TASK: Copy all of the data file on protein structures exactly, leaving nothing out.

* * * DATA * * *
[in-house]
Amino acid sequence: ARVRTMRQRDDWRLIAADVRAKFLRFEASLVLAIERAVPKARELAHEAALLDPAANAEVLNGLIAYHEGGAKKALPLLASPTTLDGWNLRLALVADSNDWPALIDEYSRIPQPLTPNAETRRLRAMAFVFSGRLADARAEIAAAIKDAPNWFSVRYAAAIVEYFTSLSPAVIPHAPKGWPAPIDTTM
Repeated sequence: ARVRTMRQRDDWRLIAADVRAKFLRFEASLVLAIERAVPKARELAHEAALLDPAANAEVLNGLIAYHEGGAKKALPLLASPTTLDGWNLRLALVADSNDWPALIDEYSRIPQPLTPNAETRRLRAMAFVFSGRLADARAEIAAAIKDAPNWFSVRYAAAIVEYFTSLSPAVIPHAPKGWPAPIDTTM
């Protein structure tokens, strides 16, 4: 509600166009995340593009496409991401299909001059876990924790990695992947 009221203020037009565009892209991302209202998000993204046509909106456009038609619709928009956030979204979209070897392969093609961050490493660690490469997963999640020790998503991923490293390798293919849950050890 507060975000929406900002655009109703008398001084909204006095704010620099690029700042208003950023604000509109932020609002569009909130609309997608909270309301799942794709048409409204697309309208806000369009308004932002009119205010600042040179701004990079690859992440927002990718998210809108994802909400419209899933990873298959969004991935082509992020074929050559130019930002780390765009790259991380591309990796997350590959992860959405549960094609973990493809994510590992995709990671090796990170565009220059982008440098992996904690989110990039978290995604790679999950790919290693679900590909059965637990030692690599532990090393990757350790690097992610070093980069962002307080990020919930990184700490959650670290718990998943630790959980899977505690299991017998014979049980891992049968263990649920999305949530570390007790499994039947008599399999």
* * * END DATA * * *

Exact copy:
[in-house]
Amino acid sequence: ARVRTMRQRDDWRLIAADVRAKFLRFEASLVLAIERAVPKARELAHEAALLDPAANAEVLNGLIAYHEGGAKKALPLLASPTTLDGWNLRLALVADSNDWPALIDEYSRIPQPLTPNAETRRLRAMAFVFSGRLADARAEIAAAIKDAPNWFSVRYAAAIVEYFTSLSPAVIPHAPKGWPAPIDTTM
Repeated sequence: ARVRTMRQRDDWRLIAADVRAKFLRFEASLVLAIERAVPKARELAHEAALLDPAANAEVLNGLIAYHEGGAKKALPLLASPTTLDGWNLRLALVADSNDWPALIDEYSRIPQPLTPNAETRRLRAMAFVFSGRLADARAEIAAAIKDAPNWFSVRYAAAIVEYFTSLSPAVIPHAPKGWPAPIDTTM
């Protein structure tokens, strides 16, 4: 509600166009995340593009496409991401299909001059876990924790990695992947 009221203020037009565009892209991302209202998000993204046509909106456009038609619709928009956030979204979209070897392969093609961050490493660690490469997963999640020790998503991923490293390798293919849950050890 507060975000929406900002655009109703008398001084909204006095704010620099690029700042208003950023604000509109932020609002569009909130609309997608909270309301799942794709048409409204697309309208806000369009308004932002009119205010600042040179701004990079690859992440927002990718998210809108994802909400419209899933990873298959969004991935082509992020074929050559130019930002780390765009790259991380591309990796997350590959992860959405549960094609973990493809994510590992995709990671090796990170565009220059982008440098992996904690989110990039978290995604790679999950790919290693679900590909059965637990030692690599532990090393990757350790690097992610070093980069962002307080990020919930990184700490959650670290718990998943630790959980899977505690299991017998014979049980891992049968263990649920999305949530570390007790499994039947008599399999």